Indoor Air Quality and Sanitation







Staff, faculty and students can assist in controlling indoor air quality by following the guideline below:

a. Cap chemical containers when not in use.

b. Clean up spills of chemical or waste products immediately.

c. Report need for repairs to facilities and equipment which introduce mold/mildew into the building, such as a leaking roofs, pipes, drains, etc.

d. Conduct experiments which pollute the indoor air either inside hoods, or outside the building.

e. Prevent outdoor air contamination from entering buildings. (Example: during roofing operations, close vents and windows.)

f. Maintain rooms, especially carpets and floors, in clean, sanitary condition at all times.

g. Assure trash is collected and emptied frequently.

h. Report problems with air quality to supervisor/EHS.

Warn occupants and work out necessary arrangement to prevent exposure before painting, treating, or demolition which may affect indoor air quality.

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Inadequate housekeeping can cause indoor air quality problems — buildings should be kept clean. Also, cleaning materials themselves may be pollutant sources that produce odors and emit a variety of chemicals. Select cleaning methods that are effective for the given need. Read product labels and Safety Data Sheets (SDS) on all cleaning products used in buildings. The housekeeping staff will be the most highly exposed to the chemicals in cleaning products. Buy products with the least adverse impact on human health.

a. Housekeeping Specific Steps
i. Prepare and follow written housekeeping procedures that detail the proper use, storage and purchase of cleaning materials.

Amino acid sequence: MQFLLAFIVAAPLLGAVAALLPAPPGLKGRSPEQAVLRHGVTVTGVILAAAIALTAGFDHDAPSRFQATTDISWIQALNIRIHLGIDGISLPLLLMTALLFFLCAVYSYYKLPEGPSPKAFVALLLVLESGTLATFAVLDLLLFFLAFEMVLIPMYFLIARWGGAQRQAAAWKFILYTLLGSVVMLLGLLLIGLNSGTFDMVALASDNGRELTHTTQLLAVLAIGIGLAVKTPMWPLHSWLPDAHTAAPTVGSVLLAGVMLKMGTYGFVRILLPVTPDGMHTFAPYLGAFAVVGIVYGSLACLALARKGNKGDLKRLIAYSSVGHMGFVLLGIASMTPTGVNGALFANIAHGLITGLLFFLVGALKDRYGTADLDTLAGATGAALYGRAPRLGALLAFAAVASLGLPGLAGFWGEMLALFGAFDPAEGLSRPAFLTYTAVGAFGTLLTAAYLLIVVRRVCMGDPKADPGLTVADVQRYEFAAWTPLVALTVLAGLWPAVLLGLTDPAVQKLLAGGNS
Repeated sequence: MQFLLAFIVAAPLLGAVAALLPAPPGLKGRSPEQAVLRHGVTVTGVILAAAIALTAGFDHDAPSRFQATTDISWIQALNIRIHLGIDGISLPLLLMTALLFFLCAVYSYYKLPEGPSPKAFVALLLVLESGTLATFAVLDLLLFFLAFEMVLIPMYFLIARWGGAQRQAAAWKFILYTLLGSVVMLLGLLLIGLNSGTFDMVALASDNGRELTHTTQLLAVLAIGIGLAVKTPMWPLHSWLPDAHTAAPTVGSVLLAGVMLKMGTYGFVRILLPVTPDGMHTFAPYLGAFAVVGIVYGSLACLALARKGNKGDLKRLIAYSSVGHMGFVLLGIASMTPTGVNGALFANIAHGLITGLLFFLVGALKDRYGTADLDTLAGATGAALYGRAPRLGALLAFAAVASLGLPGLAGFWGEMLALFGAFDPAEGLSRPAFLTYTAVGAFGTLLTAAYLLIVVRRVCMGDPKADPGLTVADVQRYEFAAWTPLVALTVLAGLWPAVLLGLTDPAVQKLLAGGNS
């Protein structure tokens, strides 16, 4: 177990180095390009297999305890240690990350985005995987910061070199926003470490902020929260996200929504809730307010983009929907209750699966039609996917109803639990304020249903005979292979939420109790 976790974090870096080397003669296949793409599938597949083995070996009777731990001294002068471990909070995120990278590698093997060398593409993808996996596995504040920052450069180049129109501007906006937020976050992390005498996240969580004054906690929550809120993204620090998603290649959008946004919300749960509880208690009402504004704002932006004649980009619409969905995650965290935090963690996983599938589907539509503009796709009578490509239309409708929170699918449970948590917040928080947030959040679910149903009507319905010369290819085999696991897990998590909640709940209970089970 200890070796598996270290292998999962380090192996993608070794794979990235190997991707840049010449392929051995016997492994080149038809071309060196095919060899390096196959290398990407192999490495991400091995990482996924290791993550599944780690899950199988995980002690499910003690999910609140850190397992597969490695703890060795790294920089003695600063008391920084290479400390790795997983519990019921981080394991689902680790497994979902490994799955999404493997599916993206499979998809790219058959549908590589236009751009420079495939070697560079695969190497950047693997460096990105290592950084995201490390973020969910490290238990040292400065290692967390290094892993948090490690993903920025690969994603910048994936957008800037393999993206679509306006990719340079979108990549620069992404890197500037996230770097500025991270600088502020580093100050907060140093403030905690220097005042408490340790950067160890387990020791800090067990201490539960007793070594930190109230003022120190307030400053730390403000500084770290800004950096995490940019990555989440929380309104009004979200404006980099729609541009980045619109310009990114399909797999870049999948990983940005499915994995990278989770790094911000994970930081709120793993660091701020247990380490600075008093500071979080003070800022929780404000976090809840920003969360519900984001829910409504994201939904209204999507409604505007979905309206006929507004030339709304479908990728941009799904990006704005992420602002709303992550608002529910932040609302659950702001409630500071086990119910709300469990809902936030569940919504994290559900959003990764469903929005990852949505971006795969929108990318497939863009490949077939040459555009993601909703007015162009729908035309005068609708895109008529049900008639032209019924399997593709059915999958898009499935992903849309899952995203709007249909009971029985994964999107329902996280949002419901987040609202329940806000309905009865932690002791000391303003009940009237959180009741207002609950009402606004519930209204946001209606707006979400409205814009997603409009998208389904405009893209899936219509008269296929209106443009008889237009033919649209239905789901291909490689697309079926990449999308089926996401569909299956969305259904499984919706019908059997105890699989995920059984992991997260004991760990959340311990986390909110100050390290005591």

ii. Be aware of the housekeeping products and equipment used in buildings, particularly those that are potential irritants or have other IAQ impacts.

iii. Purchase the safest available housekeeping products that meet cleaning needs.

iv. Educate housekeeping staff or contractors about proper use of cleaning materials, cleaning schedules, purchasing, materials storage and trash disposal.
b. Training

It is important that the housekeeping staff, whether they are in-house staff or contractors, be trained on how your housekeeping procedures and products may affect IAQ. In fact, OSHA’s Hazard Communication Standard (29 CFR 1910.1200) requires employers to explain the labels and SDSs of all hazardous chemicals used, even infrequently, by an employee, and to train those employees in how to protect themselves from emergencies.

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A written preventive maintenance program is an effective tool for improving IAQ. The plan should include monitoring, inspecting and cleaning HVAC components such as outside air intakes, outside air dampers, air filters, drain pans, heating and cooling coils, the interior of air handling units, fan motors and belts, air humidification, controls and cooling towers.

a. Preventive Maintenance Specific Steps
i. Develop and follow a preventive maintenance plan that includes maintenance schedules. Activities in the plan should include:
1) Inspect outside air dampers for nearby sources of contamination,

2) Ensure that air dampers are clear of obstruction and operating properly,

3) Regularly replace or clean air filters,

4) Clean and inspect drain pans,

5) Inspect and clean heating and cooling coils,

6) Inspect and clean as warranted interior of air handling units,

7) Inspect fan motors and belts,

8) Regularly inspect and clean air humidification equipment and controls,

9) Inspect, clean and treat cooling towers, and

10) Inspect and clean as needed air distribution pathways and variable air volume (VAV) boxes.
ii. Update your maintenance plan when equipment is added, removed or replaced.